What's the price of the shutdown?

People look at a sign informing them that the Statue of Liberty is closed due to the government shutdown in Battery Park on October 1, 2013 in New York City.

There is a price to be paid for Congress’s shutdown smackdown: about $1.6 billion a week, according to IHS Global Insight.

“So, if we’re looking at a three-week shutdown," says IHS analyst Paul Edelstein,"we’d go from about 2 percent growth in the fourth quarter to about 1.5 percent growth in the fourth quarter."

Edelstein says the economy misses out on the money the government would be paying furloughed workers. The output of those workers will also be lost.  

And there’s a multiplier effect from the shutdown, according to economist Joel Prakken, who co-founded Macroeconomic Advisers. As furloughed feds all across the country abandon their favorite lunch spots and generally cut down on spending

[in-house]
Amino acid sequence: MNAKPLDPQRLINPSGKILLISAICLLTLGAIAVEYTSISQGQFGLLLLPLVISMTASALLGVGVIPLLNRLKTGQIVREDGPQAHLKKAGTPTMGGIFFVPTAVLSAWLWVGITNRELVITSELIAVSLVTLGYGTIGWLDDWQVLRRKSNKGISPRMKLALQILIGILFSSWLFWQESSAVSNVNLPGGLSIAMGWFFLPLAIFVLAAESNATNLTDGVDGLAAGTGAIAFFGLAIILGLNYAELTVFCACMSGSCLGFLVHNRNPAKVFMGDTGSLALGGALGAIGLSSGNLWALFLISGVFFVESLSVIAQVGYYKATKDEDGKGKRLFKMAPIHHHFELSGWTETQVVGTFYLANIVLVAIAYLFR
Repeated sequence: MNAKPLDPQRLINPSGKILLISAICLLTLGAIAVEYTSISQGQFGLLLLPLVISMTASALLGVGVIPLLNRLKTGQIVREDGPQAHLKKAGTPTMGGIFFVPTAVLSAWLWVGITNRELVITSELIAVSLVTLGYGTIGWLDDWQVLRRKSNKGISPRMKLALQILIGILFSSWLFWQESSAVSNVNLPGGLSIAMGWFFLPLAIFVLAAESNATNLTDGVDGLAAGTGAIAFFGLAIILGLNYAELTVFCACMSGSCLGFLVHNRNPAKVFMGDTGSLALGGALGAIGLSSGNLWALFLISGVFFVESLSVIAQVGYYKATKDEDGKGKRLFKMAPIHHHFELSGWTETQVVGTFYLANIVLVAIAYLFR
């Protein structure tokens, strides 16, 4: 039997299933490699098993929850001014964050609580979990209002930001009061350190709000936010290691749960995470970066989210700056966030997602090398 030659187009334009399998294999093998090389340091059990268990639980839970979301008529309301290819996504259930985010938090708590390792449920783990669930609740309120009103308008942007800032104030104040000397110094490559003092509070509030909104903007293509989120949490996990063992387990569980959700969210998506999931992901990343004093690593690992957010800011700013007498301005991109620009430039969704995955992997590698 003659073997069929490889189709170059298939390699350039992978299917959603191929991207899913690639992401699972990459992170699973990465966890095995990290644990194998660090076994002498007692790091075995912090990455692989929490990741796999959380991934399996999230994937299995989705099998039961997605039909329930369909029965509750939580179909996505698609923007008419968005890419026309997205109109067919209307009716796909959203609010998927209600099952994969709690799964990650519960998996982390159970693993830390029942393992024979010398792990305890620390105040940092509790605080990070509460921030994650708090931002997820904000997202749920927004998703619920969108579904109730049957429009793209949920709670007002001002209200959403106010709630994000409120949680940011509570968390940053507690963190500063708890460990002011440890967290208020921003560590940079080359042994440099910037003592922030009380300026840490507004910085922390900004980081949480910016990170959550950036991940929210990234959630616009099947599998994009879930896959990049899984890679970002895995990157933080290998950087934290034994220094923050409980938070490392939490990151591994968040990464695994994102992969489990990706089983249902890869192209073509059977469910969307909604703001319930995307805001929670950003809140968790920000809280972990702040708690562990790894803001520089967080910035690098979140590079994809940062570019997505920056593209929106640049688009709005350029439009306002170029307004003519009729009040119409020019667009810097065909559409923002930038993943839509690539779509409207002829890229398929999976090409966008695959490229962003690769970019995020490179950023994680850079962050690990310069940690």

“Their spending is somebody else’s income," he explains. "And so that somebody else, whose income is down, may in turn cut back. And so on and so on and so on.”

And if the shutdown drags through October, some economists worry it could cut into the holiday shopping season. John Challenger of the consulting firm Challenger, Gray and Christmas says the shutdown could be worse than the shutdowns of the ‘90s, because the economy was in much better shape back then.

“Unemployment was at 5.6 percent," he said of the Clinton-era shutdowns. "Right now it’s at 7.3 percent. Job creation was averaging 190,000 new jobs in the five months leading up to the furloughs back then.”

Challenger says today’s struggling economy can’t take too long of a shutdown. If it drags past a month, he worries we could even slide back into a recession.

About the author

Nancy Marshall-Genzer is a senior reporter for Marketplace based in Washington, D.C. covering daily news.

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